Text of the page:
Bond. jail bond.

Moore doesn’t typically bail the same person out twice in the same night — but he has before

-Messenger photo by Chad Thompson
Kelly Moore, owner of Moore Bonding Company, walks past the Webster County Law Enforcement Center.

Kelly Moore, owner of Moore Bonding Company, typically doesn’t bail the same person out of jail twice in the same night.

But it has happened.

“I got a call one night from a guy in jail in Denison,” Moore recalled from his Fort Dodge office, 728 First Ave. N. “He was from out of state.”

That call came in around midnight, he said.

Moore said the man’s charges included possession of marijuana.

-Messenger photo by Chad Thompson
Keely Grell, administrative assistant at Moore Bonding Company, right, goes over some paperwork with Kelly Moore, owner.

“I drove to Denison and I got him out with no co-signer,” Moore said. “He paid the total bond.”

Just a few hours later, after Moore went to bed, he received another call.

This time it was from someone in Sac County.

“It was the same guy on the same charges in Sac City,” he said.

Moore was baffled.

-Messenger photo by Chad Thompson
Kelly Moore, owner of Moore Bonding Company, fields a phone call from his Fort Dodge office.

“I actually started laughing and said is this the guy I just went to Denison and got?” he said. “It turned out it was, so I went and got him again at 3 a.m.”

Moore, who is on call 24/7, said oftentimes the phone will ring when he turns in for the night or sits down for a meal.

“The least time when you think you are going to get a bond, that’s when you get it,” Moore said.

And he said there’s no use in trying to be prepared for busier times of the week.

“I’ve been in it four years going on our fifth year, and I can’t even answer that,” he said. “Some Mondays are really busy and some Sundays are really busy. Sometimes when you think you might be really busy like New Year’s Eve or the Fourth of July, it’s really slow.”

He added, “The good thing is people are listening to advice on those holidays and not being stupid.”

The irregular hours and unpredictability of the job are aspects Moore embraces.

“That’s the name of the game, and I am prepared for it,” he said. “It can be a little overwhelming sometimes, but less so now with my assistant. My son (Lucas) is licensed and we are just trying to grow a small business. We are entering our fifth year, so hopefully we keep doing things right.”

Moore recently hired Keely Grell, of Fort Dodge, as an administrative assistant.

“Keely has been a great help,” Moore said. “She takes phone calls, she does all of the Bail Vision documentation. There’s a lot of paperwork.”

Bail Vision is the software Moore uses.

“She updates our list of people who should have been in court for that day,” he said.

Not everyone who calls Moore, gets a bond.

“Out of every four to five bond calls we get, we will write one,” Moore said. “Not everyone who calls is going to be a good risk. You get a lot of high-risk calls. That 10 percent fee doesn’t mean much when you lose 100 percent of the bond. We are guaranteeing the defendant’s appearance in court, or we lose the money.”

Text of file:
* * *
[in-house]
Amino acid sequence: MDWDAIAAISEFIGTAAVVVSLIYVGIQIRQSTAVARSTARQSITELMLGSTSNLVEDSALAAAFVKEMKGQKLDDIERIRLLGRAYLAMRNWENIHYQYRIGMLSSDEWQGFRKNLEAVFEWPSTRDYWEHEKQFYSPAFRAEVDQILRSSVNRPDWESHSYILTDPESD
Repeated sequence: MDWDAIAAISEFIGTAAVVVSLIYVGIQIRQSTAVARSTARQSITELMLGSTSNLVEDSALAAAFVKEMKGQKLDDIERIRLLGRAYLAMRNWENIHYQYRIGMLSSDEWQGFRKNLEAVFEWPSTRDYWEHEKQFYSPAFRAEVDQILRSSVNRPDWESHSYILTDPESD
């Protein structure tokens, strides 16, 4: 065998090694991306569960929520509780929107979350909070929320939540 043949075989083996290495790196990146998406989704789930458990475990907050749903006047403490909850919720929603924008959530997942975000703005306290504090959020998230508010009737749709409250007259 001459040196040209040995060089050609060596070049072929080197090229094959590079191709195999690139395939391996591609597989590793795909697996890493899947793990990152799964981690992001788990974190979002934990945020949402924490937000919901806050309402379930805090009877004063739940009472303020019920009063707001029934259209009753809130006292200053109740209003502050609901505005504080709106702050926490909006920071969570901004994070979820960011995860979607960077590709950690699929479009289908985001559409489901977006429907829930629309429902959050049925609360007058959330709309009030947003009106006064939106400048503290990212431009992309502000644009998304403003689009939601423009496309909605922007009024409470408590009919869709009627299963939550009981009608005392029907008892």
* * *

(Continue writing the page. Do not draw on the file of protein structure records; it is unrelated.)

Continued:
Moore, who holds a bachelor’s degree in criminal justice from Buena Vista University in Storm Lake, said he works with clients to make sure they make it to court.

“We work really hard to get our clients to show up,” he said. “We text them a week and a day before every court appearance.”

According to Moore, he has even driven people to court a few times.

“We don’t want people to miss court and the court doesn’t want people to miss court, so we have a common goal for sure.”

Moore will typically travel up to 100 miles to bail someone out. He’s licensed to bond anywhere in the state of Iowa.

Aside from the Webster County Jail in Fort Dodge, Moore has been to Algona, Carroll, Clarion, Emmetsburg, Mason City, Storm Lake, and Webster City.

“There are about 15 or 16 jails within 60 or 70 miles of us that we go to.” he said. “But we have been as far away as Clinton and then Rock Rapids in the northeast corner.”

Once at the jail, Moore said it’s about a 20 to 30 minute process to get someone out.

“If a person is able to come up with the fee and the co-signer on their bond then it’s pretty easy to get them out,” he said. “And then the bond, it’s an appearance bond and it lasts throughout the case until it’s over. They have to go to each and every one. So we are following up throughout the case with new court dates and entering those in our system.”

“Once the case is resolved then the bond is released or exonerated,” Moore said. “We don’t want bonds forfeited, we want them exonerated with good appearances. Those are the people we look for are the ones who won’t skip.”

Moore, a Twin Lakes native, has previous experience as a substance abuse counselor. He was also a pastor for about 15 years.

He said the bail bonds business is one he “fell into.”

“I got a part time job as a bail bond agent just writing the bail for a big company,” he said. “They call you and you write it. You just do the paperwork. My oldest son and my wife kind of pushed me into starting it and I am really glad I did.”

He enjoys being part of the criminal justice process.

“It is a right as a citizen to be able to post bail,” he said. “It’s the Eighth Amendment, and it really works well when you have a bondsman that does what he’s supposed to.”

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